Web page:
Editor's blog Monday 4 April 2011: Mirror, Mirror - Tebbit, Miliband, Lansley and La Mome on NHS reform
I'm starting with Lord Tebbit's editorial for the Daily Mirror. It's where Our Saviour And Liberator Andrew Lansley started. As I pointed out, in 2001 OSAL told BBC News Tebbit was his political hero.
Norman Tebbit has lost none of his timing (which is as it should be - a boxer's punch is always the last thing to go). "I have known the Secretary of State, Andrew Lansley, for 30 years. In his day he was a very able civil servant, and it seems to me that if anyone could unravel and reform the tangled bureaucracy which holds up the devoted professionals of the NHS, it ought to be someone with his experience.
"What worries me about the reforms however is the difficulty of organising fair competition".
Click here for details of 'Andrew Lansley's Millwall Tendency', via subscription-based Health Policy Intelligence.
Tebbit continues, "One problem is that within the NHS there are teaching hospitals, often centres of excellence, which apart from treating patients, also have the responsibility of training doctors and nurses. That all takes time and costs money.
Private hospitals are under no obligation to do training and do not have to carry those costs".
Andrew Lansley's political hero's conclusion on the Bill is stark: "I can understand why the Coalition is in a hurry to get all this through so that it is up and running before the next election, but as my grandfather often warned me, more haste can mean less speed. ... The inefficient NHS is a long way from perfect. There is much it could learn from the private sector, but there is a lot of good in it that should not be put at risk".
Mili-E calls for a blank paper White Paper
The speech that Labour leader Ed Miliband gave on NHS reform this morning at the RSA is now online.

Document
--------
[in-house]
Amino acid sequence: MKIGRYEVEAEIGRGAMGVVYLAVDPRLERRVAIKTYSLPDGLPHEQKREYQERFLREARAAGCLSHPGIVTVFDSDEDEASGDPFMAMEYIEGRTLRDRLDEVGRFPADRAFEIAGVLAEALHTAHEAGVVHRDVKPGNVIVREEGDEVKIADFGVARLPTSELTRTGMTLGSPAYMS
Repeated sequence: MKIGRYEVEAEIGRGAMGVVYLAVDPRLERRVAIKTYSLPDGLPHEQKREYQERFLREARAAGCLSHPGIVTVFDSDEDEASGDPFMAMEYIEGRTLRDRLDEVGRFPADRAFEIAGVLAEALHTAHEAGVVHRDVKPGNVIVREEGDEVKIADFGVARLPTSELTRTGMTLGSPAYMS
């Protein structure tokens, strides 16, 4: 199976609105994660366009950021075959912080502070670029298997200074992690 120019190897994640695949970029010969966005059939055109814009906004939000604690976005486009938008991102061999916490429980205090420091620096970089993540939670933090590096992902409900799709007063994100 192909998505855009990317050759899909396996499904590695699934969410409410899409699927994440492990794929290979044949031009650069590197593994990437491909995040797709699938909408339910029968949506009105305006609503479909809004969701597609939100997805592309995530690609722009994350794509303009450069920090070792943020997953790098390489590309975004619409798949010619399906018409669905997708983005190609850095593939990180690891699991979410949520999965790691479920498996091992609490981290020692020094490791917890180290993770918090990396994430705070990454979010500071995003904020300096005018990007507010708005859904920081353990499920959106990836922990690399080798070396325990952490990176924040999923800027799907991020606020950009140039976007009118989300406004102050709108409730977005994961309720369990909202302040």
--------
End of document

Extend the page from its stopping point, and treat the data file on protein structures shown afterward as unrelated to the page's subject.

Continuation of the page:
Key lines: "There is little reason to believe that the wholesale transfer of £80 billion of public money to GPs will enhance accountability and some reasons to believe it will be reduced. Labour did use the private sector to deliver services for NHS patients. But these proposals take us into a whole different arena, with the prospect of private sector companies being used to carry out commissioning on behalf of GPs. Decisions about which services are available, when and to whom, may slip swiftly into the hands of private companies.
" ... rather than strengthening the values that underpin our NHS, the proposed changes risk squeezing out collaboration and common endeavour. I suspect that, if implemented, this Bill will do enduring damage to the culture in which our NHS operates.
"When I asked David Cameron about the clauses of the bill dealing with competition at Prime Minister’s Questions a few weeks ago, he seemed ignorant about them. I still believe that not enough people understand the potential implications of them".
Mili-E offers That Nice Mr Cameron a deal: "if this plan to reorganise the NHS is going to be significantly changed - and it must be - let any new plan be the subject of a new White Paper and a new national consultation.
"Because the NHS is so important, I will make this offer: if there is a genuine attempt to address the weaknesses of the Tory reorganisation proposal then my party will enter into a debate about a new plan with an open mind, accepting that any NHS plan must be delivered within a tight spending settlement".
Smart positioning here, since a new White Paper is the last thing That Nice Mr Cameron wants (What the ambulatorily-challenged duck that is Our Saviour And Liberator Andrew Lansley wants is no longer germane.)
Tune in at 3.30 pm for OSAL Live
OSAL Lansley's appearances as Health Secretary look set to gain a certain rarity value, so I'm sure you will all click here at 3.30 pm for his statement to the House on NHS reform.
It will be interesting to see how he tries to flog The Calais Defence. It will be even more interesting to see who is sitting next to him, with the Health Select Committee report on 'Commissioning - further issues' out at midnight.
I wonder if he's going to shift his political hero from Norman Tebbit to Norman Lamont?
All together now: "Non, rien de rien ..."